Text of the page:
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Three observations from Bayern Munich’s 1:1 draw vs. Villarreal

The Bavarians are knocked out of the Champions League, as Villarreal raches the semi-finals!

Bayern München v Villarreal CF Quarter Final Leg Two - UEFA Champions League Photo by Helge Prang/GES-Sportfoto via Getty Images

Villarreal played a fantastic, well-organized match

Unai Emery showed again that he’s a top-class manager. He and his team made a huge surprise in the first match when they beat Bayern Munich 1:0 in Spain. Emery organized his team as they were defensively compact and also managed to take their chance in the dying moments of the match. There were not many stand-out performers on Villarreal’s team, and the whole team played as a unit, and combined with a bit of luck and good tactics from their coach, they managed to find themselves in the Champions League semi-finals.

Is a back-three working better for Bayern?

I know this is a tough match to judge a back-three on, but I think a back-three is a good system when Bayern is playing against a deep-sitting side. There was notable progress in Bayern’s game, especially after the first match against Villarreal. When the team can’t rely on Alphonso Davies, it seems that they are better fitted with a back-three, and are looking more secure. But Davies isn’t suited for a back-three system as a center-back, but more on that later. Bayern created better chances today and was honestly unlucky that they haven’t managed to score a couple of more goals. Thomas Müller alone had at least two or three goal-scoring chances. I think that both Julian Nagelsmann and the players are to blame for today’s result.

Nagelsmann made some questionable decisions today

Nagelsmann is a great tactician and is going to be a great, great coach, but today, he made some questionable decisions. First of all, why did he have to play Leroy Sane on the wing? At the start of the season, when Bayern played their best football, we saw Davies on the left-back, Sane on the left, and Serge Gnabry or Kingsley Coman on the right. Then, Bayern played a hybrid back three with Davies covering the left-wing, and Sane had plenty of space for his runs or passes, and there Sane worked best. I don’t understand why Nagelsmann played Sane on the right today. It rarely worked. When he has enough space to use his speed, it’s fine, but when he has to slow down and dribble his way through, it’s not working well. I also think he should have subbed him off today, maybe even at half-time. It’s a mystery why he let him play for the full 90 minutes.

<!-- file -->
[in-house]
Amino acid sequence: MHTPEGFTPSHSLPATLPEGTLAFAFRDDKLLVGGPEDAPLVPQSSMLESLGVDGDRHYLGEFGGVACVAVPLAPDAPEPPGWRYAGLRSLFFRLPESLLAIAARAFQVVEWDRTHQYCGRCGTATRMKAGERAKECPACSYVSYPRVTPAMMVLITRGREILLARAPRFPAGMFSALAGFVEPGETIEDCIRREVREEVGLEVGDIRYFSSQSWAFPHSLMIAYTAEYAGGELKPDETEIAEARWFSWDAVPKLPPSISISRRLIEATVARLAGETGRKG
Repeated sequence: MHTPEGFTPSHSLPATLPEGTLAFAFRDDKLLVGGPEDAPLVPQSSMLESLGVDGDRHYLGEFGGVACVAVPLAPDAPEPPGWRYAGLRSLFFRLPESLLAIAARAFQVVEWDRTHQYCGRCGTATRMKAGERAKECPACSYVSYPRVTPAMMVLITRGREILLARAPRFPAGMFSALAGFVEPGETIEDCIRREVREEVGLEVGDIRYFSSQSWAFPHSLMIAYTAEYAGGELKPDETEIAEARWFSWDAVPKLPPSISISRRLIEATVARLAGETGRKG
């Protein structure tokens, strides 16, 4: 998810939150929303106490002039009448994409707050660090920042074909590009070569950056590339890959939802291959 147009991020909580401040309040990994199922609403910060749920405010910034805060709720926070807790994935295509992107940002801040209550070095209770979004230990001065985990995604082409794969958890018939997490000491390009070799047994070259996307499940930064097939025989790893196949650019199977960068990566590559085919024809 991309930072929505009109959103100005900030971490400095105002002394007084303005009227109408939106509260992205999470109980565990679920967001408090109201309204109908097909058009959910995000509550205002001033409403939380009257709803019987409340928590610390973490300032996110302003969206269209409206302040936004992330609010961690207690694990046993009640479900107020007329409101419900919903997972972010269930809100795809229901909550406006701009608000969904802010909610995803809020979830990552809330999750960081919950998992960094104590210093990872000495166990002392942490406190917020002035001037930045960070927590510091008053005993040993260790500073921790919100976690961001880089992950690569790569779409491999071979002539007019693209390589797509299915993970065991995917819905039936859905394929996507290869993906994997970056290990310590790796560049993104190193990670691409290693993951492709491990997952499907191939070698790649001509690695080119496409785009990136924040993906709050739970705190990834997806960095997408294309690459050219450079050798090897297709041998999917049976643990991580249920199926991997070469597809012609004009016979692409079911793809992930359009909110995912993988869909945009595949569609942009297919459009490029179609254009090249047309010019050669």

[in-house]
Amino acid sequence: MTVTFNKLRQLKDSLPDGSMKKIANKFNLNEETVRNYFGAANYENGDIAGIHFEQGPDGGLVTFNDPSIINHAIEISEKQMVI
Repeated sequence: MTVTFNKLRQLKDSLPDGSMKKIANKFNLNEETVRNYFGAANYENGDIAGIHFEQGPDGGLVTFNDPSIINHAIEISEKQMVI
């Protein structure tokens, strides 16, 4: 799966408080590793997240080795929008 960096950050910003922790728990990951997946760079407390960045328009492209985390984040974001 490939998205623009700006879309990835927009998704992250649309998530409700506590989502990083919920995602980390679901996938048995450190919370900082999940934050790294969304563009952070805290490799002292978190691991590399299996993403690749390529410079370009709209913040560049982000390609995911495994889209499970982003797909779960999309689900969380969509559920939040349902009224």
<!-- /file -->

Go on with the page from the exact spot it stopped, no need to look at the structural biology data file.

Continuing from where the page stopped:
Another mistake Nagelsmann made was when Gnabry came on today, he played as an attacking midfielder — why? Sane is better at that position, but I can’t wrap my head around why Nagelsmann insisted that Sane stayed on the right flank.

The third big mistake that Nagelsmann made was when he subbed in the Canadian left-back. As soon as Davies came on, Villarreal scored. It was a weird and unnecessary substitution. I’d understand the move if Davies came on instead of Sane. Then you’d have Coman and Gnabry on the wings, a back four, and would be safer from counter-attacks. Playing with basically two center-backs, and a very attacking-oriented left-back — it’s not a good idea.

All in all, Nagelsmann made some mistakes, and he needs to learn a lot from this experience. Also, Bayern’s players missed some sitters and could have scored more goals. Something is going on behind the scenes, and it’s not sure what it is, but I don’t like it. Some players are underperforming, and the team’s spirit is down for some time. Hopefully, there’s nothing larger in play — hopefully, it’s just something transient.


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